Dec 5 Fistfights among children have become less
common over the last decade in 19 out of 30 countries surveyed
in a Canadian study - but fighting in the United States and
Canada has remained steady, while it has risen in countries such
"It was not something that we anticipated," said William
Pickett, lead author of the study, which appeared in the journal
Pediatrics. "If anything, given what you hear in the news, I
would have anticipated the reverse."
Fighting among children is an important public health
problem, added Pickett, a professor at Queen's University in
Kingston, Canada. Not only does it increase their chances of
getting hurt, but it's also tied up in other dangerous
behaviors, such as drinking and using drugs.
To gauge how big the problem is internationally, Pickett and
his colleagues surveyed nearly half a million school children in
30 countries, most of them in Europe. The children were between
11 and 15 years old.
In 2002, 154,000 children responded to the questionnaire,
which asked how often they fought. Another 166,000 responded in
2006, and 174,000 responded in 2010.
Taken together, nearly 14 percent of the children reported
that they got into a fight at least three times in the previous
12 months in 2002. That number dropped closer to 13 percent in
2006, and in 2010 to 11.6 percent.
"We saw this as very positive news," Pickett told Reuters
Health. "As society has evolved, there's probably less tolerance
of fighting in school systems and probably (more prevention)
efforts across these countries."
Fighting in the United States ranged from nearly 12 percent
of children to close to 10 percent, depending on the year, but
there was no obvious decline.
"It's reassuring that the rates aren't going up," said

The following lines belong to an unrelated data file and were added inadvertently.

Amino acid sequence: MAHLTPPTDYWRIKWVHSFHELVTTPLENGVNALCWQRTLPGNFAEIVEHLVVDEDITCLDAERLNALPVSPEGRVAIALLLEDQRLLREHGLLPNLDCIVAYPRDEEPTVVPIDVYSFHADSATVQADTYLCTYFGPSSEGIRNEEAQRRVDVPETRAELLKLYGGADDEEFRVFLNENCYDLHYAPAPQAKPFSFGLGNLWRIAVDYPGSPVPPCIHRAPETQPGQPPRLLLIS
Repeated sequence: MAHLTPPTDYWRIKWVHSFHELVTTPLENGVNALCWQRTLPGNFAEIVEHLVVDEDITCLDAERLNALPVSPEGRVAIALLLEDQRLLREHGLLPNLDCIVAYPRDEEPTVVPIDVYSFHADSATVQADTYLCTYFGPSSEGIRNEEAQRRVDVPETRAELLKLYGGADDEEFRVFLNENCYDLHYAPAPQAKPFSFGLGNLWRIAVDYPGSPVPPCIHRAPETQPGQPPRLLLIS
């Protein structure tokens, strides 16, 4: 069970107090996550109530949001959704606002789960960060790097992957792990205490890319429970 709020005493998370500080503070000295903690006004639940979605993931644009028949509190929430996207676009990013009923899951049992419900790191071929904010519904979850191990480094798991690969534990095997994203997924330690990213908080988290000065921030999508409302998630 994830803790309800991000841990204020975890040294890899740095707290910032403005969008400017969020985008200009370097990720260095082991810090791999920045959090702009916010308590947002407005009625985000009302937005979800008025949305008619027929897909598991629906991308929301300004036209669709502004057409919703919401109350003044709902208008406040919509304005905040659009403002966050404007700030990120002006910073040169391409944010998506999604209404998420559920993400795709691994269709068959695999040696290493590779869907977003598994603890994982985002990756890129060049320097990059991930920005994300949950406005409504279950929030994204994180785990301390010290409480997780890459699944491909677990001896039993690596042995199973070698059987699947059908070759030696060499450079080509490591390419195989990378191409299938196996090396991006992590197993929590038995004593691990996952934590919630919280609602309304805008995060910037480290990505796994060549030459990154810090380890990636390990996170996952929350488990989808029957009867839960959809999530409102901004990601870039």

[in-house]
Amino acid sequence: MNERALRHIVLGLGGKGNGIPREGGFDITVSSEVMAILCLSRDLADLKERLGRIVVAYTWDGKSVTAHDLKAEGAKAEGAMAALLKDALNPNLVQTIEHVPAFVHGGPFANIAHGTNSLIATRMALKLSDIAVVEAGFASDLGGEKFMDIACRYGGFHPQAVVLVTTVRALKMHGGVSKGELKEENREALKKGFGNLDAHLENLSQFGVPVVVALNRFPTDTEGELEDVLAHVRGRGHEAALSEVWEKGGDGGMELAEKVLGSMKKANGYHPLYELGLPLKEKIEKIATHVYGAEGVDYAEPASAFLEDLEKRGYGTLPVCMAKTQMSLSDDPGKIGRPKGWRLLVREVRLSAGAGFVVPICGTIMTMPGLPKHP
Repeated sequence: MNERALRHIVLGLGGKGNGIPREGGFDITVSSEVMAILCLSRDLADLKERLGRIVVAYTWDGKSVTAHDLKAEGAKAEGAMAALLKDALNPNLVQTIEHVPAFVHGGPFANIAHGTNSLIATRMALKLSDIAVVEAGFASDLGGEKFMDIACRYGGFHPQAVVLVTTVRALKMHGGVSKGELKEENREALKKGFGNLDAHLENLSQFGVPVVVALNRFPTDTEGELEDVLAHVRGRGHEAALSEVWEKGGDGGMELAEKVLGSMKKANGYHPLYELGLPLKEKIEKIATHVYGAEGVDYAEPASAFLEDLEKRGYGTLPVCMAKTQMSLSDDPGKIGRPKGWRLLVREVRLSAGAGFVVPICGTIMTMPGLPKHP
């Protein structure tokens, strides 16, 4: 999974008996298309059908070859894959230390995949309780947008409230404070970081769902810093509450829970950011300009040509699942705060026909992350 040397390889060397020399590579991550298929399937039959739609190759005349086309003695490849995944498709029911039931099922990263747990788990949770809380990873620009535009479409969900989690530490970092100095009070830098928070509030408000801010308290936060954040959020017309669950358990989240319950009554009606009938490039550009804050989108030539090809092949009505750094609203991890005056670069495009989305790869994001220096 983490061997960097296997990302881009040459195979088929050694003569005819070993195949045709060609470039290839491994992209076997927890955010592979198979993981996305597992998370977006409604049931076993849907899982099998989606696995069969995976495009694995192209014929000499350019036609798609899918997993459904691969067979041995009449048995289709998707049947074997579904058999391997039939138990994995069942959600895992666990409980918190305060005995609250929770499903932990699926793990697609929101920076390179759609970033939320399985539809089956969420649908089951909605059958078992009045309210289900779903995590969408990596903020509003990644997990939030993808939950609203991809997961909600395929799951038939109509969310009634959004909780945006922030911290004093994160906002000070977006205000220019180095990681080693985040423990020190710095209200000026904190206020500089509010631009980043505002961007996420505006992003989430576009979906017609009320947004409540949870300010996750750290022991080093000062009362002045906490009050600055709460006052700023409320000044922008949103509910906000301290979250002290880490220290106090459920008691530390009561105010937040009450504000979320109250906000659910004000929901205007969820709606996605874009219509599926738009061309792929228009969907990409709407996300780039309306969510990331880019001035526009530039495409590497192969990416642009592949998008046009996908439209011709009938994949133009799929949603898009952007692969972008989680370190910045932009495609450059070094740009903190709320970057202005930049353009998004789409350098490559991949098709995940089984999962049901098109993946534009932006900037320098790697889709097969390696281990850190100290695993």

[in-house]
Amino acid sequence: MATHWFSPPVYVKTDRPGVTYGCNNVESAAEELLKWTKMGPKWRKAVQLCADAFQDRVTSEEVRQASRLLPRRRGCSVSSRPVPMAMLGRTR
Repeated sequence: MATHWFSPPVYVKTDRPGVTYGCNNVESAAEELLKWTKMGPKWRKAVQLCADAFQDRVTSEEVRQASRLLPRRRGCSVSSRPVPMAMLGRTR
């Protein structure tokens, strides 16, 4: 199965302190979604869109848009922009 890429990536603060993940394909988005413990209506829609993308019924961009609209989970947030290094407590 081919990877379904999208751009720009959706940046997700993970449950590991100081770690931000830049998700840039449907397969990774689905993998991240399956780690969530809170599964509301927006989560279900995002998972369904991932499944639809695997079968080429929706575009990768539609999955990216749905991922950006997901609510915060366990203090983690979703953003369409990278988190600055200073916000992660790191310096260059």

Rashmi Shetgiri, a pediatrician and violence prevention
researcher at the University of Texas Southwestern Medical
Center, who was not involved in the study.
"(But) it makes me wonder, have we sort of reached a plateau
in terms of the interventions that we're using, and do we need
to develop some different types of interventions or use them in
a different way to really make those rates start going down
again," she told Reuters Health.
Shetgiri said programs to curb bullying and improve social
skills have been successful in reducing fighting, but perhaps
tailoring them to specific racial and ethnic groups could have
an even bigger impact.
Pickett pointed out that the United States, Canada and
several other countries did show modest improvements in fighting
rates, but the differences were so small that they could have
been due to chance.
Greater numbers of children reported fighting in Greece,
Latvia and the Ukraine reported fighting during each subsequent
survey, and the authored pointed out that these countries
experienced considerable economic instability during the study
In addition, they found that children from low income
countries were more likely to fight than kids from wealthier
"If economic instability is the problem, we should monitor
this because of what is going on in the world these days,"
(Reporting from New York by Kerry Grens at Reuters Health;
editing by Elaine Lies)